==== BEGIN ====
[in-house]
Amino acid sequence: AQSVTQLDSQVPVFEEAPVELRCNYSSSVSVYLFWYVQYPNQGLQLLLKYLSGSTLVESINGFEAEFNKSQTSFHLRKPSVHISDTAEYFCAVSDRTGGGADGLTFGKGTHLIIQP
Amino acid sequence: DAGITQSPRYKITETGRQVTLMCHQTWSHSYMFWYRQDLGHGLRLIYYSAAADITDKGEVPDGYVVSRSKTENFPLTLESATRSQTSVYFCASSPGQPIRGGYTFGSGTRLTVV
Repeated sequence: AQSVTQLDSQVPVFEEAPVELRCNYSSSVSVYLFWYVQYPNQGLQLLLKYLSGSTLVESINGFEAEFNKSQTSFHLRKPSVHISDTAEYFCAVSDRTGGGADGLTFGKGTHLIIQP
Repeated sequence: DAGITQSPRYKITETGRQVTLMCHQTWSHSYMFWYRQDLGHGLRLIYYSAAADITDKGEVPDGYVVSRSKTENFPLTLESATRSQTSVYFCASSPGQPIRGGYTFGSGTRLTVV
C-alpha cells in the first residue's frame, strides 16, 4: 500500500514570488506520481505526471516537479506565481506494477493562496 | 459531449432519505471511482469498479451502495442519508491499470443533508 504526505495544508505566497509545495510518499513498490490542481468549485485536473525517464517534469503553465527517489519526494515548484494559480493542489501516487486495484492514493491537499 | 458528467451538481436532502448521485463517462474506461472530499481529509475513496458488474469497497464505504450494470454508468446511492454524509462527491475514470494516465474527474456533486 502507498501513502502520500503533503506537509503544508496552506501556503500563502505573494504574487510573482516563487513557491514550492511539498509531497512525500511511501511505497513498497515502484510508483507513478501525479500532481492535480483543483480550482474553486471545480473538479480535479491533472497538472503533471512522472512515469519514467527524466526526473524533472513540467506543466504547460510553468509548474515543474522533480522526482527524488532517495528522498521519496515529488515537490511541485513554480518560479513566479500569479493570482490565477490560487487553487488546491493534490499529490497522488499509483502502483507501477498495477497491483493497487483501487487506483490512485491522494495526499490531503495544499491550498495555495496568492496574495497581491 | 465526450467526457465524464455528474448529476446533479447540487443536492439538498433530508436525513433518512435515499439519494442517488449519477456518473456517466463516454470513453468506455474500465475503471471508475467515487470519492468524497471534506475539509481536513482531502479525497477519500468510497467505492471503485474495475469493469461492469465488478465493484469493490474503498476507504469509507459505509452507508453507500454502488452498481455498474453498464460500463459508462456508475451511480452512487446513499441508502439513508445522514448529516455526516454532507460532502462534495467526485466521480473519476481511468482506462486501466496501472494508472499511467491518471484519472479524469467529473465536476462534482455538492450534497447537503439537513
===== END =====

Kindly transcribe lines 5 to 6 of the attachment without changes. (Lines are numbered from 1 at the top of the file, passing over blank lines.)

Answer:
Repeated sequence: DAGITQSPRYKITETGRQVTLMCHQTWSHSYMFWYRQDLGHGLRLIYYSAAADITDKGEVPDGYVVSRSKTENFPLTLESATRSQTSVYFCASSPGQPIRGGYTFGSGTRLTVV
C-alpha cells in the first residue's frame, strides 16, 4: 500500500514570488506520481505526471516537479506565481506494477493562496 | 459531449432519505471511482469498479451502495442519508491499470443533508 504526505495544508505566497509545495510518499513498490490542481468549485485536473525517464517534469503553465527517489519526494515548484494559480493542489501516487486495484492514493491537499 | 458528467451538481436532502448521485463517462474506461472530499481529509475513496458488474469497497464505504450494470454508468446511492454524509462527491475514470494516465474527474456533486 502507498501513502502520500503533503506537509503544508496552506501556503500563502505573494504574487510573482516563487513557491514550492511539498509531497512525500511511501511505497513498497515502484510508483507513478501525479500532481492535480483543483480550482474553486471545480473538479480535479491533472497538472503533471512522472512515469519514467527524466526526473524533472513540467506543466504547460510553468509548474515543474522533480522526482527524488532517495528522498521519496515529488515537490511541485513554480518560479513566479500569479493570482490565477490560487487553487488546491493534490499529490497522488499509483502502483507501477498495477497491483493497487483501487487506483490512485491522494495526499490531503495544499491550498495555495496568492496574495497581491 | 465526450467526457465524464455528474448529476446533479447540487443536492439538498433530508436525513433518512435515499439519494442517488449519477456518473456517466463516454470513453468506455474500465475503471471508475467515487470519492468524497471534506475539509481536513482531502479525497477519500468510497467505492471503485474495475469493469461492469465488478465493484469493490474503498476507504469509507459505509452507508453507500454502488452498481455498474453498464460500463459508462456508475451511480452512487446513499441508502439513508445522514448529516455526516454532507460532502462534495467526485466521480473519476481511468482506462486501466496501472494508472499511467491518471484519472479524469467529473465536476462534482455538492450534497447537503439537513